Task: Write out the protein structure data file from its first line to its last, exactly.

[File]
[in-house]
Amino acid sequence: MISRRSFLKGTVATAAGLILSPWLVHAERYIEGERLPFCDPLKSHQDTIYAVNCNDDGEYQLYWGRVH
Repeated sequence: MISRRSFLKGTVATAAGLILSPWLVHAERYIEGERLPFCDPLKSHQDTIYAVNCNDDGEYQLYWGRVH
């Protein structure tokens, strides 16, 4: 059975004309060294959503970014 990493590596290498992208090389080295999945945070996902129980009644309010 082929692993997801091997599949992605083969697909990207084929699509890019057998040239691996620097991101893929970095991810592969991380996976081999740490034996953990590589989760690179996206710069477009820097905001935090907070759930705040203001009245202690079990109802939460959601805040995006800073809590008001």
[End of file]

[in-house]
Amino acid sequence: MISRRSFLKGTVATAAGLILSPWLVHAERYIEGERLPFCDPLKSHQDTIYAVNCNDDGEYQLYWGRVH
Repeated sequence: MISRRSFLKGTVATAAGLILSPWLVHAERYIEGERLPFCDPLKSHQDTIYAVNCNDDGEYQLYWGRVH
């Protein structure tokens, strides 16, 4: 059975004309060294959503970014 990493590596290498992208090389080295999945945070996902129980009644309010 082929692993997801091997599949992605083969697909990207084929699509890019057998040239691996620097991101893929970095991810592969991380996976081999740490034996953990590589989760690179996206710069477009820097905001935090907070759930705040203001009245202690079990109802939460959601805040995006800073809590008001």